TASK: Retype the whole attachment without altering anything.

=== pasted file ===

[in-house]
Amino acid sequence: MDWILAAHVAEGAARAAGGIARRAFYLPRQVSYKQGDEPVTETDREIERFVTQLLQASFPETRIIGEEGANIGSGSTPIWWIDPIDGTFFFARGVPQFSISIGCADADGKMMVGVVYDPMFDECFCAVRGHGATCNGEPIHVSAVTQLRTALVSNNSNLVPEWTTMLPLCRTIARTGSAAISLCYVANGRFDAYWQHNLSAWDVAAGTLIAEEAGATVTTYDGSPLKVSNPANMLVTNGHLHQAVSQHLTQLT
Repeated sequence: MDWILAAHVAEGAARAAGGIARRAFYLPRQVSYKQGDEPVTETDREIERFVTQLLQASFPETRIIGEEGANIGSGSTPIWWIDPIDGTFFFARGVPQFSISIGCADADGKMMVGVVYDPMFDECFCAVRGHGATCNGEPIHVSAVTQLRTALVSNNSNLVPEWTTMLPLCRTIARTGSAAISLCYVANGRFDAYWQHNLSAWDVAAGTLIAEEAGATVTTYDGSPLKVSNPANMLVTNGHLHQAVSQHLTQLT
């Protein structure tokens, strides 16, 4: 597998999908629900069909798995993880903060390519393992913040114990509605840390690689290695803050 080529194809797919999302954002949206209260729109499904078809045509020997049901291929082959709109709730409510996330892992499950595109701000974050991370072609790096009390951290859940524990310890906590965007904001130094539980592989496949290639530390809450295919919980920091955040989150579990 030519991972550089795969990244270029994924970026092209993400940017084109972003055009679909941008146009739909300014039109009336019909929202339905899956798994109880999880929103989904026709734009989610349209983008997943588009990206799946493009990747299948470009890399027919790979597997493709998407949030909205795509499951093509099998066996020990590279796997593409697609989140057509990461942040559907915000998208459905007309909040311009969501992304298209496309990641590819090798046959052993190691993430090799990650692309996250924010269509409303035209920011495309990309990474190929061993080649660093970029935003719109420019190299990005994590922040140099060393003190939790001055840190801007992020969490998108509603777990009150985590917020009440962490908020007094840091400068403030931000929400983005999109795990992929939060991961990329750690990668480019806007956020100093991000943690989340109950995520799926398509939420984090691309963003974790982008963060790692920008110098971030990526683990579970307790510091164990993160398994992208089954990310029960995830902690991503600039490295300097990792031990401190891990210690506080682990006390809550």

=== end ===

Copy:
[in-house]
Amino acid sequence: MDWILAAHVAEGAARAAGGIARRAFYLPRQVSYKQGDEPVTETDREIERFVTQLLQASFPETRIIGEEGANIGSGSTPIWWIDPIDGTFFFARGVPQFSISIGCADADGKMMVGVVYDPMFDECFCAVRGHGATCNGEPIHVSAVTQLRTALVSNNSNLVPEWTTMLPLCRTIARTGSAAISLCYVANGRFDAYWQHNLSAWDVAAGTLIAEEAGATVTTYDGSPLKVSNPANMLVTNGHLHQAVSQHLTQLT
Repeated sequence: MDWILAAHVAEGAARAAGGIARRAFYLPRQVSYKQGDEPVTETDREIERFVTQLLQASFPETRIIGEEGANIGSGSTPIWWIDPIDGTFFFARGVPQFSISIGCADADGKMMVGVVYDPMFDECFCAVRGHGATCNGEPIHVSAVTQLRTALVSNNSNLVPEWTTMLPLCRTIARTGSAAISLCYVANGRFDAYWQHNLSAWDVAAGTLIAEEAGATVTTYDGSPLKVSNPANMLVTNGHLHQAVSQHLTQLT
């Protein structure tokens, strides 16, 4: 597998999908629900069909798995993880903060390519393992913040114990509605840390690689290695803050 080529194809797919999302954002949206209260729109499904078809045509020997049901291929082959709109709730409510996330892992499950595109701000974050991370072609790096009390951290859940524990310890906590965007904001130094539980592989496949290639530390809450295919919980920091955040989150579990 030519991972550089795969990244270029994924970026092209993400940017084109972003055009679909941008146009739909300014039109009336019909929202339905899956798994109880999880929103989904026709734009989610349209983008997943588009990206799946493009990747299948470009890399027919790979597997493709998407949030909205795509499951093509099998066996020990590279796997593409697609989140057509990461942040559907915000998208459905007309909040311009969501992304298209496309990641590819090798046959052993190691993430090799990650692309996250924010269509409303035209920011495309990309990474190929061993080649660093970029935003719109420019190299990005994590922040140099060393003190939790001055840190801007992020969490998108509603777990009150985590917020009440962490908020007094840091400068403030931000929400983005999109795990992929939060991961990329750690990668480019806007956020100093991000943690989340109950995520799926398509939420984090691309963003974790982008963060790692920008110098971030990526683990579970307790510091164990993160398994992208089954990310029960995830902690991503600039490295300097990792031990401190891990210690506080682990006390809550």